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Antibiotic stewardship program in Pakistan: a multicenter qualitative study exploring medical doctors’ knowledge, perception and practices

Abstract

Background

The emerging threat of antibiotic resistance is growing exponentially and antibiotic stewardship programs are cornerstone to fight against this global threat. The study aimed to explore the knowledge, perspectives and practices of physicians regarding various aspects of antibiotic stewardship program including antibiotic stewardship activities, rational use of antibiotics, antibiotic resistance, prescribing practices and factors associated with these practices.

Methods

In this qualitative study, a total of 17 semi-structured, in-depth interviews with doctors of three tertiary care public sector hospitals in Bahawalpur and Rahim Yar Khan were conducted. The convenient sampling method was adopted to collect the data and the saturation point criterion was applied to determine the sample size. Thematic analysis approach was used to draw conclusions from the data.

Results

The analysis of data yielded five themes, 12 subthemes and 26 categories. The themes included, (i) perception about antibiotic use and antibiotic stewardship, (ii) antibiotic prescription practices, (iii) antibiotic resistance, (iv) limited strategies adopted by hospital administration to ensure quality and safe distribution of antibiotics, (v) implementation of antibiotic stewardship program: barriers, suggestion and future benefits. Doctors had misconceptions about the rational use of antibiotics. The perception regarding antibiotic stewardship programs was poor. Moreover, very few activities related to ASP existed. The participants gave many suggestions for successful implementation of ASP in order to reduce the burden of antibiotic resistance, including development of guidelines for the use of antibiotics, strict legislation regarding use of antibiotics, active participation of healthcare professionals and awareness program among general public about the use of antibiotics.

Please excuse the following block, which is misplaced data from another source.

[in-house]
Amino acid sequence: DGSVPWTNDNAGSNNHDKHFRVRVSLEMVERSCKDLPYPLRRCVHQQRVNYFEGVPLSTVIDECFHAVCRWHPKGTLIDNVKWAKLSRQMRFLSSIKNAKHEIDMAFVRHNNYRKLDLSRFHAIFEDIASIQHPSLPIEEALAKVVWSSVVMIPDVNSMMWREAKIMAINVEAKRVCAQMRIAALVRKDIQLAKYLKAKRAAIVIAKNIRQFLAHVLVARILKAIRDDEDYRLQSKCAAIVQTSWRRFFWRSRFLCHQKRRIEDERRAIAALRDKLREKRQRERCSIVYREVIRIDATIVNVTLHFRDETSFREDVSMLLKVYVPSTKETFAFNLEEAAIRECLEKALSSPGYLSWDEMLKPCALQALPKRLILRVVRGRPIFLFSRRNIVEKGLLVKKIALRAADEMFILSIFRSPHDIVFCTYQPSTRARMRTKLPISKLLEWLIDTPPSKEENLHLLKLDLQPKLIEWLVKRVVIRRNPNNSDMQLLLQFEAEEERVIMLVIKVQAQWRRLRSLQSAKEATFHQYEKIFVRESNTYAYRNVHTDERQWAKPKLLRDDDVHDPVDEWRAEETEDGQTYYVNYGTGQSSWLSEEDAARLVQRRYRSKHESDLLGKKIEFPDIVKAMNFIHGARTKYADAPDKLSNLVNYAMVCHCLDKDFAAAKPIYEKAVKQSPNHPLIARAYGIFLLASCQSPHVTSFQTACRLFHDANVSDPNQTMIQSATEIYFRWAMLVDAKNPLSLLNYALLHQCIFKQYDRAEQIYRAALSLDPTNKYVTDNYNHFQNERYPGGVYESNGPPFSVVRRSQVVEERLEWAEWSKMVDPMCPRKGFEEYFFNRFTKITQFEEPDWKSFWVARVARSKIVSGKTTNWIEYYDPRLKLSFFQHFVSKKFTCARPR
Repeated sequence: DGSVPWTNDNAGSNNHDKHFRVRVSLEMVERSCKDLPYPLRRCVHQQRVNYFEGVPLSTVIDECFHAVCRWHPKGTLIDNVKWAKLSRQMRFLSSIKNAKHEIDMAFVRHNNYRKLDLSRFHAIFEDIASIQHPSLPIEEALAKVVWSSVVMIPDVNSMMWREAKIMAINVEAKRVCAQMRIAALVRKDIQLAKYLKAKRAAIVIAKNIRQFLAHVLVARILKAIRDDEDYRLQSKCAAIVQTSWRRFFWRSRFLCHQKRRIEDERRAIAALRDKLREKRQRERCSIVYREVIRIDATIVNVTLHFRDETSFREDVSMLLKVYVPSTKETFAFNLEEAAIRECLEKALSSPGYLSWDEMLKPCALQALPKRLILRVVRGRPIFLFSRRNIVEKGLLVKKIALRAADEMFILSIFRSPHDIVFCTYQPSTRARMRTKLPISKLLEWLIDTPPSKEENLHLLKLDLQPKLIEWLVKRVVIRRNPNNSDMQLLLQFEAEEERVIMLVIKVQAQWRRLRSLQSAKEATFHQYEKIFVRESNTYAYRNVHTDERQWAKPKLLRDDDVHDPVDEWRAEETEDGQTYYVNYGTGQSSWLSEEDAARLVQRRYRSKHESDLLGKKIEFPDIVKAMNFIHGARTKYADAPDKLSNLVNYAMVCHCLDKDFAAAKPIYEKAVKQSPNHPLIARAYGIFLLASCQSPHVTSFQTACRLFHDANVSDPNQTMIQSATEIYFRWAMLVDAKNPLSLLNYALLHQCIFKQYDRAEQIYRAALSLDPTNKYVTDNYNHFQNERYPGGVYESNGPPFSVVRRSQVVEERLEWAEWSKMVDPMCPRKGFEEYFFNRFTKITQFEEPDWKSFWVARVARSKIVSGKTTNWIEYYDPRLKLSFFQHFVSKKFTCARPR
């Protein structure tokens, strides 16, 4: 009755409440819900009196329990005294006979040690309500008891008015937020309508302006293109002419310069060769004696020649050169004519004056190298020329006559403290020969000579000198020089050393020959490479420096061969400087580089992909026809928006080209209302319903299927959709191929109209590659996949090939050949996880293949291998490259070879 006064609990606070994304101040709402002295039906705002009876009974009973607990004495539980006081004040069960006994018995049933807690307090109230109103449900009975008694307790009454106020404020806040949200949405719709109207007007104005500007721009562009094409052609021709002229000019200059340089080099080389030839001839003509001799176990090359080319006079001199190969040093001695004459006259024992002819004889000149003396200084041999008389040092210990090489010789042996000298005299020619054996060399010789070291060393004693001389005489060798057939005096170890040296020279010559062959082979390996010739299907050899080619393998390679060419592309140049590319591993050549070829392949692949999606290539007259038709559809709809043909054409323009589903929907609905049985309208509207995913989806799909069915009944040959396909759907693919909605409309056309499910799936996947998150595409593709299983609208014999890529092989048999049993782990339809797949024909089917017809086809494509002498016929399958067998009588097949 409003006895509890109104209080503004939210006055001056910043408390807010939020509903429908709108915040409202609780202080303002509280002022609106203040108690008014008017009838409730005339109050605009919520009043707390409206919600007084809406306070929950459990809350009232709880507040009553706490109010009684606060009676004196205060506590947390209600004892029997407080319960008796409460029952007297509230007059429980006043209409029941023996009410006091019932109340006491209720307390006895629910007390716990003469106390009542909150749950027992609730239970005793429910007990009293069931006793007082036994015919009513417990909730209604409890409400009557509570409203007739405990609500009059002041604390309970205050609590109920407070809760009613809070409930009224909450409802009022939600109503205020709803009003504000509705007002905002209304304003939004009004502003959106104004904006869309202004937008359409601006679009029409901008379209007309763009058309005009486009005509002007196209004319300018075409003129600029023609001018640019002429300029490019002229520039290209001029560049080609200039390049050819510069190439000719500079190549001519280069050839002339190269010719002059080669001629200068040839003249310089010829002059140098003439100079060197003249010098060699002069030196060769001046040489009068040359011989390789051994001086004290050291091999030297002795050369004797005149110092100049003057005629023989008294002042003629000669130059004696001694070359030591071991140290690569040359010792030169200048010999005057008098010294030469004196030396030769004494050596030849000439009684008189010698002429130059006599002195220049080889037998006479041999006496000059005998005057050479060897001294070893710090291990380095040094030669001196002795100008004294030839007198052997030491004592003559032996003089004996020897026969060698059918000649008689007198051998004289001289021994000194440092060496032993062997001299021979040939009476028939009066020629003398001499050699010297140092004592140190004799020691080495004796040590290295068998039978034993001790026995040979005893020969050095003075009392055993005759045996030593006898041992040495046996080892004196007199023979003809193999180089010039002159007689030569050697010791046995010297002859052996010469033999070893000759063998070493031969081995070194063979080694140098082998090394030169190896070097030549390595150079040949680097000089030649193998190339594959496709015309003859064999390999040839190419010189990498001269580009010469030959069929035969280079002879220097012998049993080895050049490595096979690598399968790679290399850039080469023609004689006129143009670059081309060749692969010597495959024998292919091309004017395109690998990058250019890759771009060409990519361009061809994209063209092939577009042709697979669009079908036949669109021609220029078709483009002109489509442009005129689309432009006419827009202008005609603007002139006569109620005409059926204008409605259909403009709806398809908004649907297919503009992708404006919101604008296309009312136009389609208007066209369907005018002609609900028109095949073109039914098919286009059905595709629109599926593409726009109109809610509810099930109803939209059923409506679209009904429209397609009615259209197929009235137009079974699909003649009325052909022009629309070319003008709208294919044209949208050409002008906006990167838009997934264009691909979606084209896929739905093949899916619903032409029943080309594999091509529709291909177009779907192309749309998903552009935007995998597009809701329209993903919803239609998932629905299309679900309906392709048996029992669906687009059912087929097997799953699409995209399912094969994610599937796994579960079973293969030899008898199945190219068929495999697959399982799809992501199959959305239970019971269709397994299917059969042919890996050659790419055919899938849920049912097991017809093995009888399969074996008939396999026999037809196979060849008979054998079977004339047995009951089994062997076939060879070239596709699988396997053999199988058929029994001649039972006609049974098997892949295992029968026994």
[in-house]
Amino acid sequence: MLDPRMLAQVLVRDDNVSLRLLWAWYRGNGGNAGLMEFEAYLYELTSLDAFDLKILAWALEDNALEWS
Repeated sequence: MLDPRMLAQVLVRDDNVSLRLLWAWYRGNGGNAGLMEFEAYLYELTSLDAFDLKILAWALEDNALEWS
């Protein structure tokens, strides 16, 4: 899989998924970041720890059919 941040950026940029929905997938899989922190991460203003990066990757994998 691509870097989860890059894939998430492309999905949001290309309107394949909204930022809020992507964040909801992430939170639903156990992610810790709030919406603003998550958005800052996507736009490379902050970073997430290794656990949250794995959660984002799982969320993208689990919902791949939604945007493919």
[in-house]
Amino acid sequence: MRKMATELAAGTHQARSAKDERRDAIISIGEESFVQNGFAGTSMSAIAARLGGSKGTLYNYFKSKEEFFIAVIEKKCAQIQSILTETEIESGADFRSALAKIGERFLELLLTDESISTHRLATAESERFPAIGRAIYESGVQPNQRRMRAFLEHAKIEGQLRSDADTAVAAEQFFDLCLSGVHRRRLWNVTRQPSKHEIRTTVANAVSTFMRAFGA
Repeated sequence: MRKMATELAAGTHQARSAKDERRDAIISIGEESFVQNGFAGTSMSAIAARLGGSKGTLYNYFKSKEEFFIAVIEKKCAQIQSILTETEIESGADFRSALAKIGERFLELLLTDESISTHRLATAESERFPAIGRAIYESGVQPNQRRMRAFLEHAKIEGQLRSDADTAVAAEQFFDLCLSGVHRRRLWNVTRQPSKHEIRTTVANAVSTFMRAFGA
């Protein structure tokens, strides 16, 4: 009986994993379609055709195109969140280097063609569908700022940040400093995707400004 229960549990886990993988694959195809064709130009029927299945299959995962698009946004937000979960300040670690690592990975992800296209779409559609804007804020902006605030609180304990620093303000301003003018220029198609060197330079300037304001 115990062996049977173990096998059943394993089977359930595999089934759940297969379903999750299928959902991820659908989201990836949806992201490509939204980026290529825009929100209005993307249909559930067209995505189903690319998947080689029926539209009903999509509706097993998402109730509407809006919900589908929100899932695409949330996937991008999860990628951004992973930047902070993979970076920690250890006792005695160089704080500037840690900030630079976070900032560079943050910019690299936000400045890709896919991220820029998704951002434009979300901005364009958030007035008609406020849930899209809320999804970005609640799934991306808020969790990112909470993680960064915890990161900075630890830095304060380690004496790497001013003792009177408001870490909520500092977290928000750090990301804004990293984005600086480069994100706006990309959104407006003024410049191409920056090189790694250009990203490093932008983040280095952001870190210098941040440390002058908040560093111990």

Conclusion

This study concluded that poor knowledge of doctors regarding ASP, non-existence of antibiogram of hospital and lack of rules for the safe use of antibiotics were the main driving factors associated with irrational antibiotic prescription practices and development of AR.

Peer Review reports

Background

Antibiotics are lifesaving drugs, and more than half of the hospitalized patients receive antibiotics [1, 2]. According to a study, global consumption of antibiotics increased by 65% between 2000 and 2015, and this increase was driven by increased consumption in low- and middle-income countries (LMICs). During the same time frame (i.e., 2000 to 2015), the total amount of antibiotics consumed in high income countries (HICs) increased marginally by 6% (i.e., 9.7 to 10.3 billion defined daily dose (DDD)), whereas in LMICs, antibiotic consumption increased 114% (i.e., 11.4 to 24.5 billion DDDs) [3]. In 2015, the LMICs with the highest consumption of antibiotics were India, China and Pakistan [3, 4]. Alarmingly, between 2000 and 2015, antibiotic consumption increased 65% (i.e., 0.8 to 1.3 billion DDDs) in Pakistan [3].

Over the past few years, unnecessarily overuse of antibiotics has led to the emergence of multidrug resistant (MDR) bacterial strains making them ineffective [5,6,7]. According to the Centers for Disease Control and Prevention (CDC), MDR bacteria cost 23,000 lives annually [8]. Alarmingly, antibiotic resistance (AR) will cause 10 million deaths by 2050, if timely measures are not taken [9]. Besides the development of MDR bacterial strains, inappropriate use of antibiotics negatively influences patients’ lives by increasing the length of hospitalization and out-of-pocket expenses, and decreasing quality of life of patients. Moreover, it leads to the financial burden on a healthcare systems [10,11,12,13,14,15,16]. Antimicrobial Stewardship involves adopting systematic measures to optimize antimicrobial use, decrease unnecessary antimicrobial exposure and to decrease the emergence and spread of resistance. Many developed countries, such as, Colombia, the United States (US), Australia, South Africa, and the United Kingdom (UK), have developed and successfully implemented different approaches to halt the spread of AR [17]. Regardless of having a high prevalence of AR, LMICs struggle to adhere to antibiotic stewardship programs [18] owing to limited resources [19].